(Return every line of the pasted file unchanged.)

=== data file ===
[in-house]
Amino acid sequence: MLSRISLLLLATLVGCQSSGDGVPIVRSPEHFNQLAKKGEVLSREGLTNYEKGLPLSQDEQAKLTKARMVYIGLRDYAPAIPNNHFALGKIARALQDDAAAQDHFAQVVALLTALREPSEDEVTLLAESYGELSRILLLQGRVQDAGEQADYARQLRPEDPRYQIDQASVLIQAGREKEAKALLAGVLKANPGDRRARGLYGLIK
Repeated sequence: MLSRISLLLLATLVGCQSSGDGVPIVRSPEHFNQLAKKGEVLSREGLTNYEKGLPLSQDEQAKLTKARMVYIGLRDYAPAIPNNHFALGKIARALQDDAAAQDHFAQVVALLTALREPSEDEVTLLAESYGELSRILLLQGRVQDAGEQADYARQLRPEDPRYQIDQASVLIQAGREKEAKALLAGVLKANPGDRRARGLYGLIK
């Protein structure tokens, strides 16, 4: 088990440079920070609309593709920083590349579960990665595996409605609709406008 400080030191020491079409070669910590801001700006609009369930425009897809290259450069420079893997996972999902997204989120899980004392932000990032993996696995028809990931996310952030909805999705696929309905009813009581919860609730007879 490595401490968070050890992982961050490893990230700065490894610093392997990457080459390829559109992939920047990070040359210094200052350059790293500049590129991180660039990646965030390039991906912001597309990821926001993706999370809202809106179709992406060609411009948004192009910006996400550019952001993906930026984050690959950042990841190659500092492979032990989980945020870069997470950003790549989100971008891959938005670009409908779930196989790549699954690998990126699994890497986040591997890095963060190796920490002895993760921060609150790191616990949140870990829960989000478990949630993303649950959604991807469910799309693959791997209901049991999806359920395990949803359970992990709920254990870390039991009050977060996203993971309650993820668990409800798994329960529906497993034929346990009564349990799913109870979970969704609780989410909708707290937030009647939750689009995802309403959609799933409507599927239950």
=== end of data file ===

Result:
[in-house]
Amino acid sequence: MLSRISLLLLATLVGCQSSGDGVPIVRSPEHFNQLAKKGEVLSREGLTNYEKGLPLSQDEQAKLTKARMVYIGLRDYAPAIPNNHFALGKIARALQDDAAAQDHFAQVVALLTALREPSEDEVTLLAESYGELSRILLLQGRVQDAGEQADYARQLRPEDPRYQIDQASVLIQAGREKEAKALLAGVLKANPGDRRARGLYGLIK
Repeated sequence: MLSRISLLLLATLVGCQSSGDGVPIVRSPEHFNQLAKKGEVLSREGLTNYEKGLPLSQDEQAKLTKARMVYIGLRDYAPAIPNNHFALGKIARALQDDAAAQDHFAQVVALLTALREPSEDEVTLLAESYGELSRILLLQGRVQDAGEQADYARQLRPEDPRYQIDQASVLIQAGREKEAKALLAGVLKANPGDRRARGLYGLIK
């Protein structure tokens, strides 16, 4: 088990440079920070609309593709920083590349579960990665595996409605609709406008 400080030191020491079409070669910590801001700006609009369930425009897809290259450069420079893997996972999902997204989120899980004392932000990032993996696995028809990931996310952030909805999705696929309905009813009581919860609730007879 490595401490968070050890992982961050490893990230700065490894610093392997990457080459390829559109992939920047990070040359210094200052350059790293500049590129991180660039990646965030390039991906912001597309990821926001993706999370809202809106179709992406060609411009948004192009910006996400550019952001993906930026984050690959950042990841190659500092492979032990989980945020870069997470950003790549989100971008891959938005670009409908779930196989790549699954690998990126699994890497986040591997890095963060190796920490002895993760921060609150790191616990949140870990829960989000478990949630993303649950959604991807469910799309693959791997209901049991999806359920395990949803359970992990709920254990870390039991009050977060996203993971309650993820668990409800798994329960529906497993034929346990009564349990799913109870979970969704609780989410909708707290937030009647939750689009995802309403959609799933409507599927239950």